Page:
Even Impressionism was “too moderate” for Marc, who turned to Cezanne, Gauguin, and Matisse to release himself entirely from reality-based colors. Instead, he attributed symbolic emotional significance to them: “Blue is the male principle, stern and spiritual. Yellow is the female, gentle, cheerful and sensual. Red is matter, brutal and heavy.” Blue and red together express unbearable sorrow, comforted by yellow; blue and orange are always “a harmony of celebration.”
Marc experienced animals empathetically, visualizing their universe through their eyes, asking himself, “How does a horse see the world, how does an eagle, a deer or a dog?” He went so far as to write, “From now on we must stop thinking of animals and plants only in relationship to ourselves and stop portraying them from our point of view in art. That belongs to the past …”
By 1911, true-to-life conventions, including spatial reality, were out the door. In his ethereal Deer in the Snow, his sweeping brushstrokes of the arabesque forms of the deer are harmoniously echoed in the musical, curvy clouds framing them.
In Deer in the Forest (1912), a sleeping deer is nestled in the fancifully colored woods, protected against a raging wind that has toppled a tree trunk diagonally across the canvas, which allows us to share the deer’s sense of safety from the storm.
Marc’s struggle was internal, too, for like many of his generation he believed that Europe’s materialistic, bourgeois society needed spiritual purification and rebirth through the blood sacrifice of war, and he enlisted as an officer in the German Army reserve. In the first weeks of war, his closest friend, the equally gifted August Macke died during the First Battle of Champagne, along with 45,000 other Germans and twice as many Frenchmen.
Although promoted to lieutenant and awarded the Iron Cross, Marc became disillusioned with war, writing his wife, “The ungodly people around me (particularly the men) did not arouse my true feelings, whereas the undefiled vitality of animals called forth everything good in me . . . I found people ‘ugly’ from early on; animals seemed to me more beautiful, more pure.”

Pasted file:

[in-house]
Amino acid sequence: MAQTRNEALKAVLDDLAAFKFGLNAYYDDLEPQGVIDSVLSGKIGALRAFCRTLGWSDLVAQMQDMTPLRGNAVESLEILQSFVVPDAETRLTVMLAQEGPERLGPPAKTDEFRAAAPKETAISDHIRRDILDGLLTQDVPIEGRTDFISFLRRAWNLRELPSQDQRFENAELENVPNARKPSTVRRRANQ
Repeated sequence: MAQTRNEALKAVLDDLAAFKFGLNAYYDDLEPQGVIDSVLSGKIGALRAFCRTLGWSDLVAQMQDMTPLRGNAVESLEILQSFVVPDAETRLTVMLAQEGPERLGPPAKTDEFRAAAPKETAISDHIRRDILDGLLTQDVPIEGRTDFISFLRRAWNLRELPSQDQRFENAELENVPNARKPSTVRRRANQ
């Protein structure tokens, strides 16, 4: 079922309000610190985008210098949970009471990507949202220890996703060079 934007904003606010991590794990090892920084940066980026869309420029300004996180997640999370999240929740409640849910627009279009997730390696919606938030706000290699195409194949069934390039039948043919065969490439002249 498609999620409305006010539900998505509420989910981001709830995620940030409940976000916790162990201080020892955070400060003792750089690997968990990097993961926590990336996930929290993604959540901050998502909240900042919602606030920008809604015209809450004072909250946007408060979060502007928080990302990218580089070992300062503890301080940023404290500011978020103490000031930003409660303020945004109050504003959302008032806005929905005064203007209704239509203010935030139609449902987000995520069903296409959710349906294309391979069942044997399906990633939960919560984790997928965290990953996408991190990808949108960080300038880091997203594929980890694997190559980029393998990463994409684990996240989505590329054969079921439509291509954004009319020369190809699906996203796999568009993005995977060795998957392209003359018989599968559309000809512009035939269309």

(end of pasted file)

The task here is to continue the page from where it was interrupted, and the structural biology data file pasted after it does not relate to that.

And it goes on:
After 19 months of service, in March, 1916, while on a horseback reconnaissance near the town of Braquis, 20 kilometres from Verdun, Marc was struck in the head by a grenade fragment. As if he sensed the impending tragedy of his loss to us, in one of his last letters, he wrote, “It is terrible to think of, and all for nothing, for a misunderstanding, for want of being able to make ourselves tolerably understood by our neighbors.”
In 1933, the Nazis declared his works degenerate; many were seized and sold abroad.
On June 22, 1940, in that same forest clearing, in that same dining car, Germany’s victory over France was formalized in the Second Treaty of Compiègne, in the presence of Adolf Hitler himself. Foch’s (in)famous railroad car was hauled off to Berlin for display.
In March, 1945, it was dynamited, destroyed, and buried, while much of Marc’s remaining work was lost in the Allied bombing of Berlin.
Brooke Chilvers returned to Picardy to attend the christening of her godson’s first-born child, who “will have to forgive his parents for naming him Tancrède.”